Press Release Mar 20, 2018

BLM Continues to Threaten National Parks with Inappropriate Oil and Gas Development

"Once again, this administration has chosen to ignore concerns raised by the public when making decisions on our public lands" - Jerry Otero, Southwest Energy Program Manager for National Parks Conservation Association

SALT LAKE CITY – Today, the Bureau of Land Management (BLM) continued its trend of offering oil and gas leases near national parks and protected areas of cultural significance, finalizing sales today in southeast Utah near Hovenweep and Canyon of the Ancients National Monuments.

Leases are up for sale near Fort Laramie National Historic Site tomorrow and a miniscule 15-day public comment period is scheduled to begin on Thursday, March 22, around environmental impacts of a proposal to open 18,000 acres of land near Great Sand Dunes National Park and Preserve to development.

National Parks Conservation Association (NPCA) has protested lease sales near Hovenweep National Monument and Fort Laramie National Historic Site over the lack of consideration given to negative impacts of leasing and development on the parks’ natural resources, including areas of cultural significance and scenic vistas. The land within and connecting Hovenweep and Canyon of the Ancients National Monuments is home to more 6,000 documented archeological sites. This week’s BLM action adds to a growing list of leases occurring near national parks, which since the start of 2017 has included parcels auctioned Dinosaur National Monument and Great Basin National Park, and considered near Zion National Park, Theodore Roosevelt National Park, Chaco Culture National Historical Park, and others.

Statement by Jerry Otero, Southwest Energy Program Manager for National Parks Conservation Association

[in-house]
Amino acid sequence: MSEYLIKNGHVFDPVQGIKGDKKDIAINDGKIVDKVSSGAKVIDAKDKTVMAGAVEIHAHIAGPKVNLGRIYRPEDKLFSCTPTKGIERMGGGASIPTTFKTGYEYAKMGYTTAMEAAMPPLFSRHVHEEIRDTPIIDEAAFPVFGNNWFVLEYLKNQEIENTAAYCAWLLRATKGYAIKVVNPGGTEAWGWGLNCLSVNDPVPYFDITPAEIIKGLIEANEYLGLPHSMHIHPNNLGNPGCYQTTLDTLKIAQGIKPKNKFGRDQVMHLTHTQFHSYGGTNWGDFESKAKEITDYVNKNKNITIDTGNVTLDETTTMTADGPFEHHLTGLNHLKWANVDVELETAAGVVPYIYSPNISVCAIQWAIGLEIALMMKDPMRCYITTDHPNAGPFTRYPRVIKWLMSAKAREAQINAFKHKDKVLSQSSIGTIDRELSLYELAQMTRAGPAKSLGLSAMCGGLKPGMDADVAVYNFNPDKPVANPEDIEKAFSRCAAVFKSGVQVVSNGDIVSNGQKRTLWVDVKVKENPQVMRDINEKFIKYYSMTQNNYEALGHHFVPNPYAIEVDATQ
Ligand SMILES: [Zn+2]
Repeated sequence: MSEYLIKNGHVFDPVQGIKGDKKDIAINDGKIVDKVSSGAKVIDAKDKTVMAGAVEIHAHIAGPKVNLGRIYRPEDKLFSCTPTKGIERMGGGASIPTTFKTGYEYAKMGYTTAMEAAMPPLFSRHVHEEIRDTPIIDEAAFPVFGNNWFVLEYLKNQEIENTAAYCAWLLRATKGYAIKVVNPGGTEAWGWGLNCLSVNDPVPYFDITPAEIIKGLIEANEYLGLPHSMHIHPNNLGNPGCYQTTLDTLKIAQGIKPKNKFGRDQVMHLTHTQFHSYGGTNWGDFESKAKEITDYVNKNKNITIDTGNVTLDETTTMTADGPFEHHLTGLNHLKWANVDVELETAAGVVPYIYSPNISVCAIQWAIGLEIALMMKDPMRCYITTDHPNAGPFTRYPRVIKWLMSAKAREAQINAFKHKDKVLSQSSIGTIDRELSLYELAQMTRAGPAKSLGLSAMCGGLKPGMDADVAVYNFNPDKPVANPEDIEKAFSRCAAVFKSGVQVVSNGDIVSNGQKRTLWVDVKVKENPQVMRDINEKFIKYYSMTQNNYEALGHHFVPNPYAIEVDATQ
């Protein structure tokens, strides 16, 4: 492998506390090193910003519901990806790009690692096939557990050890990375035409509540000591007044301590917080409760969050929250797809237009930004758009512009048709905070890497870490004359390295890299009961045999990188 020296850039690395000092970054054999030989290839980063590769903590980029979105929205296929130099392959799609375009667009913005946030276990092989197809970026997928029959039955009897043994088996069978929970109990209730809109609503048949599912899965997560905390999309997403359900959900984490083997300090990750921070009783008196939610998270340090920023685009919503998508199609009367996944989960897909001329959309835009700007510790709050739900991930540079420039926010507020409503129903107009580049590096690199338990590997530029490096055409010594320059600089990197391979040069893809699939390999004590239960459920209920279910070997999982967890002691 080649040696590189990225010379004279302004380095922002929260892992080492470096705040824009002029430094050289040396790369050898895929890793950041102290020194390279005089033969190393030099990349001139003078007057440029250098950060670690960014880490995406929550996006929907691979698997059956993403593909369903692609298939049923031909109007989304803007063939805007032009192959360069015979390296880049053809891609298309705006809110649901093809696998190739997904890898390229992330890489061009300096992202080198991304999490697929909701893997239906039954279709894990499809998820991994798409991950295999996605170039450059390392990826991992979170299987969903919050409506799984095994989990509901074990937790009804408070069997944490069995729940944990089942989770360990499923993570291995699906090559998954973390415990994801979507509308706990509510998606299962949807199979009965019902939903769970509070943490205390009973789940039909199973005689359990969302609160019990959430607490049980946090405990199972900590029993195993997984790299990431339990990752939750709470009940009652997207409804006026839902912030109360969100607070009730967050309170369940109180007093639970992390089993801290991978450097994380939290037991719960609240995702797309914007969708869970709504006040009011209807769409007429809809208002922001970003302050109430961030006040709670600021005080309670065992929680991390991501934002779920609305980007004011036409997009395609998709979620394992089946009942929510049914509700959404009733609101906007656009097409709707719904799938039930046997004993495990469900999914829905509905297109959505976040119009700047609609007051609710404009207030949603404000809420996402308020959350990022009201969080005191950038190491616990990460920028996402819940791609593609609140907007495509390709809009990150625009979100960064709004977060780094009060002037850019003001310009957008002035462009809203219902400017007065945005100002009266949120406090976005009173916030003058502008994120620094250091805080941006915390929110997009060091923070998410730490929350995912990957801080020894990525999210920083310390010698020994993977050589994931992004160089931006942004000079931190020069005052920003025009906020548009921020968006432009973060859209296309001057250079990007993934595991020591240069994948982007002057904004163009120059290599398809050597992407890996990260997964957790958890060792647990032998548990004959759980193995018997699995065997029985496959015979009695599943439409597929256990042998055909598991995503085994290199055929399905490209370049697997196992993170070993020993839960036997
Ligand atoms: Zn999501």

“This is just the latest troubling move in the administration’s approach for managing energy development on public lands. Earlier this month, Interior Secretary Zinke cited negative impacts to cultural resources and the economic value of protecting lands near our national parks and treasured landscapes when he temporarily deferred sales near Chaco Culture National Historical Park in New Mexico. That was the right decision, which only amplifies why sales at Hovenweep and Fort Laramie don’t make sense.

“Once again, this administration has chosen to ignore concerns raised by the public when making decisions on our public lands. This incoherent approach to ‘saving’ some lands while endangering others with equal cultural, recreational and historical values is not a sustainable way to manage energy development on our public lands.

“Oil and gas development and parks can coexist when the federal government works with communities to plan in a way that avoids conflicts. This has not been the case so far during the Trump administration. The administration should cancel these leases and commit to a more consistent, inclusive process that ensures responsible energy development and protection of our national parks.”

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About National Parks Conservation Association: Since 1919, the nonpartisan National Parks Conservation Association has been the leading voice in safeguarding our national parks. NPCA and its 1.3 million members and supporters work together to protect and preserve our nation’s most iconic and inspirational places for future generations. For more information, visit www.npca.org.